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We have a one-page JavaScript application that authenticates the user on our server using the OAuth 2.0 protocol (and the AddId-Connect add-in). After authentication, the server issues an access_token to the application. We assume that access_token can be intercepted using attack scenarios that we did not take into account when organizing our security system.

All our servers use TLS, and we have 2 authentication scenarios:

1. Internet user:

1.1. The user clicks the Login button in the JS application.

1.2 The application opens a Js-Applicion pop-up window with the generated URL "/ authorize" for the authentication server.

1.3. The authentication server checks the parameters in the request according to the specifications and redirects the user to the login page.

1.4 (can be skipped if the user has been authenticated on the auth server.) The user provides credentials and clicks "login".

1.5 After successful login, the user will be redirected to "redirect_uri" from the query parameter, the access token will be set in the Get request parameter after #.

1.6. After redirection, application read the access_token from params and place it in the session store.

1.7. The JS application will pass this token in the Authenticate header with every request to the resource server.

1.8 Resource server validate token without additional requests to authentication server.

2. Intranet user:

1.1. The user clicks the Login button in the JS application.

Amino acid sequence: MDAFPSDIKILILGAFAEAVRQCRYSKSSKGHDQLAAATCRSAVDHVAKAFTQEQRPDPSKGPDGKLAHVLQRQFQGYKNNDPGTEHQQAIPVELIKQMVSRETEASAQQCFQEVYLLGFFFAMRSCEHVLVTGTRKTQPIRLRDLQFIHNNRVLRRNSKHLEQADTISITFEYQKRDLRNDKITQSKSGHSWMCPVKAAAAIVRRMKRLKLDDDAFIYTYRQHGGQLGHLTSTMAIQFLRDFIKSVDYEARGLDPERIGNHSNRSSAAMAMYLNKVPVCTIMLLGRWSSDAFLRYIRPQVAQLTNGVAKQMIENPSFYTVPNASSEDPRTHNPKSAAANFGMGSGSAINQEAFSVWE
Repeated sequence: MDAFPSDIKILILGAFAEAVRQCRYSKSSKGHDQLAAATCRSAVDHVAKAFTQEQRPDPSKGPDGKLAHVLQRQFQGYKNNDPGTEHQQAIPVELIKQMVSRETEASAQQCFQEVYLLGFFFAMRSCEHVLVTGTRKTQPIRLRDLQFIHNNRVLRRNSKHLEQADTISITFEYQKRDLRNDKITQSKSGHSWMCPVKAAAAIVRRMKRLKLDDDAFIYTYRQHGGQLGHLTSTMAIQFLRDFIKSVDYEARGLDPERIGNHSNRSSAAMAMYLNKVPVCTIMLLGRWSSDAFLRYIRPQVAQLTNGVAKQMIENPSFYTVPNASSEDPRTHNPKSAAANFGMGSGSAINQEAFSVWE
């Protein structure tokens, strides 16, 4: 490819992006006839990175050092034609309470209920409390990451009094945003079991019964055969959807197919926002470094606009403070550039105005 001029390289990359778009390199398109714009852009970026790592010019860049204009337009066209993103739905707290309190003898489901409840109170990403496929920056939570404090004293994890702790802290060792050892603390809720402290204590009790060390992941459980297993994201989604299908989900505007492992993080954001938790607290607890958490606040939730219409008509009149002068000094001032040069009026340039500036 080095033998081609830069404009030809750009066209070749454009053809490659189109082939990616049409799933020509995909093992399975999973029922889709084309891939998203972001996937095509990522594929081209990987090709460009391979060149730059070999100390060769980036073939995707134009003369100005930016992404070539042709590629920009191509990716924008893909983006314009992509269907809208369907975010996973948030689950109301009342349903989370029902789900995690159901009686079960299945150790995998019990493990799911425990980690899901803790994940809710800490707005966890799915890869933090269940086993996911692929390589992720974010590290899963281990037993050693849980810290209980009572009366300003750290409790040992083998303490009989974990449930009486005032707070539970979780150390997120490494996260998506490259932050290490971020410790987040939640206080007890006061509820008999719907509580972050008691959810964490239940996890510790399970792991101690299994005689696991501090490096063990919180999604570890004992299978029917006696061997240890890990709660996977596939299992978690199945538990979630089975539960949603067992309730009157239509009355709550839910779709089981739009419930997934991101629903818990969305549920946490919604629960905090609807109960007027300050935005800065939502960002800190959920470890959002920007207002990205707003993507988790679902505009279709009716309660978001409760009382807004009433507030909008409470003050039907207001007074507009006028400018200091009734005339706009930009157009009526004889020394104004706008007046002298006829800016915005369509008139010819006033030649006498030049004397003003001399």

1.2 The application opens a hidden i-frame and loads the end-point authentication server for Windows authentication.

1.3 The authentication server verifies the request parameters in accordance with the specifications.

1.4 * some magic here with windows auth and local redirects **

1.5 In case of successful authentication, the authentication server redirects the user to the address specified in the Get request and specifies in the parameters of the access_token request.

1.6. After redirection, application read the access_token from params and place it in the session store.

1.7. The JS application will send this token in the Authenticate header with every request to the resource server.

1.8 Resource server validate token without additional requests to authentication server.

Redirect uri example: https://localhost:44300/popup-callback.html#id_token=NWrvGKVPTnw_shorted&access_token=eyJhbGciOiJSUzI_shorted&token_type=Bearer&expires_in=3600&scope=openid%20profile%20api1&state=46c8484e5e1b4a1f8bd182891efd7180

Questions:

  1. Is there a way to bind a token to a specific user so that it is protected from interception?

  2. If we add the binding of the access_token to the user's ip-address, this will complicate the problem to the attacker and how will this affect the security of the system?

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    You will need to provide more details about your scenario for any meaningful answer on your first question. However, binding a user to an IP is bound to cause problems; IP addresses can (and do) change, even during a session, for a whole bunch of reasons. – Jacco Mar 14 '18 at 9:31
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    @Jacco, I edit my question. Sorry for the bad english. – V. Dmitriy Mar 14 '18 at 10:12

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